Skylib is a library of Starlark functions for manipulating collections, file paths, and various other data types in the domain of Bazel build rules.
Each of the
.bzl files in the
lib directory defines a “module”—a
struct that contains a set of related functions and/or other symbols that can be loaded as a single unit, for convenience.
Skylib also provides build rules under the
See the WORKSPACE setup section for the current release.
If you want to use
lib/unittest.bzl from Skylib versions released in or after December 2018, then you also should add to the
load("@bazel_skylib//:workspace.bzl", "bazel_skylib_workspace") bazel_skylib_workspace()
Then, in the
*.bzl files in your own workspace, you can load the modules (listed below) and access the symbols by dotting into those structs:
load("@bazel_skylib//lib:paths.bzl", "paths") load("@bazel_skylib//lib:shell.bzl", "shell") p = paths.basename("foo.bar") s = shell.quote(p)
The criteria for adding a new function or module to this repository are:
Is it widely needed? The new code must solve a problem that occurs often during the development of Bazel build rules. It is not sufficient that the new code is merely useful. Candidate code should generally have been proven to be necessary across several projects, either because it provides indispensible common functionality, or because it requires a single standardized implementation.
Is its interface simpler than its implementation? A good abstraction provides a simple interface to a complex implementation, relieving the user from the burden of understanding. By contrast, a shallow abstraction provides little that the user could not easily have written out for themselves. If a function‘s doc comment is longer than its body, it’s a good sign that the abstraction is too shallow.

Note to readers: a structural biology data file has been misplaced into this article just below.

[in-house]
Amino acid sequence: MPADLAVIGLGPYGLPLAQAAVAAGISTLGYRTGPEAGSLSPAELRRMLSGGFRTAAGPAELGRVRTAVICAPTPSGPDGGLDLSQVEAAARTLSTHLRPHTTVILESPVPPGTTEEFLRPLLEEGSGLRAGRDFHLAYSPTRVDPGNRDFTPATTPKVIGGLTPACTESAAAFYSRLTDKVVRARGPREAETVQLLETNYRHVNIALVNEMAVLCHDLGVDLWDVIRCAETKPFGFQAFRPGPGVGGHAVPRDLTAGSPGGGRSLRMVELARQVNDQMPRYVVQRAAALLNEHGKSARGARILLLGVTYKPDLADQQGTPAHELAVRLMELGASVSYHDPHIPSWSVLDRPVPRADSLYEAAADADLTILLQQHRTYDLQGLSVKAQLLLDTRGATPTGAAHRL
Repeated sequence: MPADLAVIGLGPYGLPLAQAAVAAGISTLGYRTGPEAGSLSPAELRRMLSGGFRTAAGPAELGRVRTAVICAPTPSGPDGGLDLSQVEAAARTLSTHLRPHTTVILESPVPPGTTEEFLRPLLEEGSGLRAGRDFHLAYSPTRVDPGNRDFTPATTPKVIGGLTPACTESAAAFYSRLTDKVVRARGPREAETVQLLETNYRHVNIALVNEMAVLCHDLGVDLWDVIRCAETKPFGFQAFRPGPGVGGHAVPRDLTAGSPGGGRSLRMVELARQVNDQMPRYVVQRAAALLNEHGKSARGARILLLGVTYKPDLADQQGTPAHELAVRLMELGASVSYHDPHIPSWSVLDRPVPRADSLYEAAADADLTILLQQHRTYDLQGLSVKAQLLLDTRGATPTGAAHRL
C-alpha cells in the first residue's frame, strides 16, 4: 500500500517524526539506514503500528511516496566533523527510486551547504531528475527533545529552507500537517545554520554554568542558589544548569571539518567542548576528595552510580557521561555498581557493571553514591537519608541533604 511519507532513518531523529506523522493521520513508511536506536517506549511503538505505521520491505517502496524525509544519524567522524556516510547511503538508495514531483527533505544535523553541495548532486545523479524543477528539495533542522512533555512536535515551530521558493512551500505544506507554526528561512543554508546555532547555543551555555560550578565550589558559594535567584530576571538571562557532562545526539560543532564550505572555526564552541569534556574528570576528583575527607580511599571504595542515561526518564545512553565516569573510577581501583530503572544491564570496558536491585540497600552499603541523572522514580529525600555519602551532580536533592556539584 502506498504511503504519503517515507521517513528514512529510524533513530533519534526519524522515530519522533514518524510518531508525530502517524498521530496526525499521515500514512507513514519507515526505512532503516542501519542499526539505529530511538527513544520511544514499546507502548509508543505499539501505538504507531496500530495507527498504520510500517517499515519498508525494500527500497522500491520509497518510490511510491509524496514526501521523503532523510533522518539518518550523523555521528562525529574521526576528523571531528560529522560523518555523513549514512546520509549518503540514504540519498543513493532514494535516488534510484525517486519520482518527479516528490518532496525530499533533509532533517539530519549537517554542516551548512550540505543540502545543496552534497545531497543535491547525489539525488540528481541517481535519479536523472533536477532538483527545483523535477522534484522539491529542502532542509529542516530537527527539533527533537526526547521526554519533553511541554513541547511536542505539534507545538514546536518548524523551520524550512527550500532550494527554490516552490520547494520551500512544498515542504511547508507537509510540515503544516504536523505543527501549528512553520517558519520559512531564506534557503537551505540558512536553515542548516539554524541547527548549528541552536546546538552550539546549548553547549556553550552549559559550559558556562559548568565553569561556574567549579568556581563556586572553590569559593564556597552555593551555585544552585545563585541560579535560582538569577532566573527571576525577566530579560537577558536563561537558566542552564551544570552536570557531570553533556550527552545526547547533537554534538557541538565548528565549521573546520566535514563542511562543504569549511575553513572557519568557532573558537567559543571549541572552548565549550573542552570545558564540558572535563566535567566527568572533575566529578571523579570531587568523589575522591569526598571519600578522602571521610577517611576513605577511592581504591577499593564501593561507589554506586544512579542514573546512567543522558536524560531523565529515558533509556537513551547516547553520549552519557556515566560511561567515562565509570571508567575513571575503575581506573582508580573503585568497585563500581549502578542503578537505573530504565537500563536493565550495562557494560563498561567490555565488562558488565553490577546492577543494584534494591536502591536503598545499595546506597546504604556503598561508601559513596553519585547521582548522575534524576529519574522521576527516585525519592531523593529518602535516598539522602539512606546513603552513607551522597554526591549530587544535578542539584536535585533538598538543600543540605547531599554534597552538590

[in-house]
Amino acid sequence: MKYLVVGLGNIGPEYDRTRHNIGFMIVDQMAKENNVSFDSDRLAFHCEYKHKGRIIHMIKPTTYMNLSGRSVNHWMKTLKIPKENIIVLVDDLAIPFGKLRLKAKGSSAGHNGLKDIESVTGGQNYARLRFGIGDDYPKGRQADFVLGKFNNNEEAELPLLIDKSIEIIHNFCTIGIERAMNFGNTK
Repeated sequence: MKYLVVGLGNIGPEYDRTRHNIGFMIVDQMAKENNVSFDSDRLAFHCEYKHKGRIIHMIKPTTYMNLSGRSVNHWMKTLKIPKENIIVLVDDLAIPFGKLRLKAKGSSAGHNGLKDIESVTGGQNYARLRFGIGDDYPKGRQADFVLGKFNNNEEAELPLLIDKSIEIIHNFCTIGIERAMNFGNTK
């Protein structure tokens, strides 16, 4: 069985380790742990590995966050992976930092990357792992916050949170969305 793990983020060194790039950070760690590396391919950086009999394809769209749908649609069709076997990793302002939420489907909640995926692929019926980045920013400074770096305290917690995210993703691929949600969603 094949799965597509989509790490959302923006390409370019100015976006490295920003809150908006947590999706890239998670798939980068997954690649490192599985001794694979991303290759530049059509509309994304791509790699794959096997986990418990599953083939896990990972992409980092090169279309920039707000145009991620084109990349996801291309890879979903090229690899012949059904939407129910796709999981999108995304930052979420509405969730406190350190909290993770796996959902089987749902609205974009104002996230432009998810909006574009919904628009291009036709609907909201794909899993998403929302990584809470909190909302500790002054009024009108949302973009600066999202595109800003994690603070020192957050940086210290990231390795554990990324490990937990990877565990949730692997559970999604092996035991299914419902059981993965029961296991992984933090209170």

Is its interface unimpeachable? Given the problem it tries to solve, does it have sufficient parameters or generality to address all reasonable cases, or does it make arbitrary policy choices that limit its usefulness? If the function is not general, it likely does not belong here. Conversely, if it is general thanks only to a bewildering number of parameters, it also does not belong here.
Is it efficient? Does it solve the problem using the asymptotically optimal algorithm, without using excessive looping, allocation, or other high constant factors? Starlark is an interpreted language with relatively expensive basic operations, and an approach that might make sense in C++ may not in Starlark.
If your new module meets all these criteria, then you should consider sending us a pull request. It is always better to discuss your plans before executing them.
Many of the declarations already in this repository do not meet this bar.
Steps to add a module to Skylib:
Create a new
.bzl file in the
Write the functions or other symbols (such as constants) in that file, defining them privately (prefixed by an underscore).
Create the exported module struct, mapping the public names of the symbols to their implementations. For example, if your module was named
things and had a function named
things.bzl file would look like this:
def _manipulate(): ... things = struct( manipulate=_manipulate, )
Add unit tests for your module in the
bzl_library.bzl rule can be used to aggregate a set of Starlark files and its dependencies for use in test targets and documentation generation.
If you try to use
unittest and you get the following error:
ERROR: While resolving toolchains for target //foo:bar: no matching toolchains found for types @bazel_skylib//toolchains:toolchain_type ERROR: Analysis of target '//foo:bar' failed; build aborted: no matching toolchains found for types @bazel_skylib//toolchains:toolchain_type
then you probably forgot to load and call
bazel_skylib_workspace() in your
See the maintaner's guide for instructions for cutting a new release.